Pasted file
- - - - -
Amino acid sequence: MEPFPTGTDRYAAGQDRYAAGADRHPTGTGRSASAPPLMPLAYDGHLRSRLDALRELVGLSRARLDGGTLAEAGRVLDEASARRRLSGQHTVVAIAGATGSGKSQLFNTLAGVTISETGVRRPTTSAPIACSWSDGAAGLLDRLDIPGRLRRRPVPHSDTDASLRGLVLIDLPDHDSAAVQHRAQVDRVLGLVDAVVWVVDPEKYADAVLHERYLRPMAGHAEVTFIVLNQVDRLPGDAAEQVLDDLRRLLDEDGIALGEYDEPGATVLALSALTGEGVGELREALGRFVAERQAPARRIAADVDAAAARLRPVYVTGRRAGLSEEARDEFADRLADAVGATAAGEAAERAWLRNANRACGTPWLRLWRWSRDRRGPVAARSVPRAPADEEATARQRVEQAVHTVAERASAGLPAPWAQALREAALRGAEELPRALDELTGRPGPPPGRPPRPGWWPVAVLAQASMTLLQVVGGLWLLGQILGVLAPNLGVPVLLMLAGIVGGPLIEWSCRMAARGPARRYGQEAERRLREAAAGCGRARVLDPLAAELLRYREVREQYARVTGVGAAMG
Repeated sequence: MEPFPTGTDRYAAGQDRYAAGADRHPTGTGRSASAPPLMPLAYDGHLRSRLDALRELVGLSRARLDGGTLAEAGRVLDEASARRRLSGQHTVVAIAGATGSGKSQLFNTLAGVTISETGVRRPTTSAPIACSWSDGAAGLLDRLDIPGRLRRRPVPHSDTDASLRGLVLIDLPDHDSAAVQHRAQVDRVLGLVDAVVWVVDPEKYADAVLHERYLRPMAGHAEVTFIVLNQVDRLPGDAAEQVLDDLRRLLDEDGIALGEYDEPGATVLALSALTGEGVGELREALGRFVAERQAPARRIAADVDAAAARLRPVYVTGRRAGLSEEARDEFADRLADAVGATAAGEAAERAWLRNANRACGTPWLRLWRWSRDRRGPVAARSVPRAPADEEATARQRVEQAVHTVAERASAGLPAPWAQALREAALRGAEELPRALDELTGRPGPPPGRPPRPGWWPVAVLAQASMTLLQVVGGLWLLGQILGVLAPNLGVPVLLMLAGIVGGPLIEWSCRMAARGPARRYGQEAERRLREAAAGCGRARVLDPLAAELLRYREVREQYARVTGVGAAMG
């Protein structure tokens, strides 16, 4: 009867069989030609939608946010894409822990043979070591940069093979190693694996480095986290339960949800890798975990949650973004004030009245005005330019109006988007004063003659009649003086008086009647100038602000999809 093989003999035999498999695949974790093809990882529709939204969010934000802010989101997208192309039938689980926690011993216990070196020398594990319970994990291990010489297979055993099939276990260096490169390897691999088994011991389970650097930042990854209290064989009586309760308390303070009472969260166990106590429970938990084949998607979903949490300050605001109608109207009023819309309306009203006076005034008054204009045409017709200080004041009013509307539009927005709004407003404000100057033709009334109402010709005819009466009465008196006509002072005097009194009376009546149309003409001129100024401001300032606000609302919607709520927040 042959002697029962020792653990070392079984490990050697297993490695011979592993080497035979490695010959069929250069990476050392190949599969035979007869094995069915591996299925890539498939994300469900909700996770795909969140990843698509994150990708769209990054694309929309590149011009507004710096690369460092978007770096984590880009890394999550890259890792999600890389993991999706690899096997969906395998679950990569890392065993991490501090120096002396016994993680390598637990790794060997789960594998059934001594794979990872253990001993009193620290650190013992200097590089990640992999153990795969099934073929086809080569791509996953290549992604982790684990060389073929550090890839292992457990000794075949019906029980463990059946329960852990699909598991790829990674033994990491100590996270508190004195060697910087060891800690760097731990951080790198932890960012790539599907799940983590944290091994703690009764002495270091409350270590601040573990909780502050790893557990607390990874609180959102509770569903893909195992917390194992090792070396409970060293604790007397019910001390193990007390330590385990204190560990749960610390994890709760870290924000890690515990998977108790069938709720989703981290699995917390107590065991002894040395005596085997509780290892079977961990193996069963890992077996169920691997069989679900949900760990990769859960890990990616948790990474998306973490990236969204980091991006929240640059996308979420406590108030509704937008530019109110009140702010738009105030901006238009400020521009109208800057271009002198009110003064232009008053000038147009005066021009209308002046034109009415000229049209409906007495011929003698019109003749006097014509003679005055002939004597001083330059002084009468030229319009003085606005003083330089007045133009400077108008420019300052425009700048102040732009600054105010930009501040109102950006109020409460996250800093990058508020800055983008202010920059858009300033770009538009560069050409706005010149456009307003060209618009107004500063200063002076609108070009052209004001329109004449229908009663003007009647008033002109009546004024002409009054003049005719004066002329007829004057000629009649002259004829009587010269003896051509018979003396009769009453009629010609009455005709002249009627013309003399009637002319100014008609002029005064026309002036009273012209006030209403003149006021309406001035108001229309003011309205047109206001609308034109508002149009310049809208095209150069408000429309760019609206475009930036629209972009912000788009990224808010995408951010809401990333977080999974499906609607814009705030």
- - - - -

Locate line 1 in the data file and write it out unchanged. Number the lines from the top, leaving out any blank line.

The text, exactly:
Amino acid sequence: MEPFPTGTDRYAAGQDRYAAGADRHPTGTGRSASAPPLMPLAYDGHLRSRLDALRELVGLSRARLDGGTLAEAGRVLDEASARRRLSGQHTVVAIAGATGSGKSQLFNTLAGVTISETGVRRPTTSAPIACSWSDGAAGLLDRLDIPGRLRRRPVPHSDTDASLRGLVLIDLPDHDSAAVQHRAQVDRVLGLVDAVVWVVDPEKYADAVLHERYLRPMAGHAEVTFIVLNQVDRLPGDAAEQVLDDLRRLLDEDGIALGEYDEPGATVLALSALTGEGVGELREALGRFVAERQAPARRIAADVDAAAARLRPVYVTGRRAGLSEEARDEFADRLADAVGATAAGEAAERAWLRNANRACGTPWLRLWRWSRDRRGPVAARSVPRAPADEEATARQRVEQAVHTVAERASAGLPAPWAQALREAALRGAEELPRALDELTGRPGPPPGRPPRPGWWPVAVLAQASMTLLQVVGGLWLLGQILGVLAPNLGVPVLLMLAGIVGGPLIEWSCRMAARGPARRYGQEAERRLREAAAGCGRARVLDPLAAELLRYREVREQYARVTGVGAAMG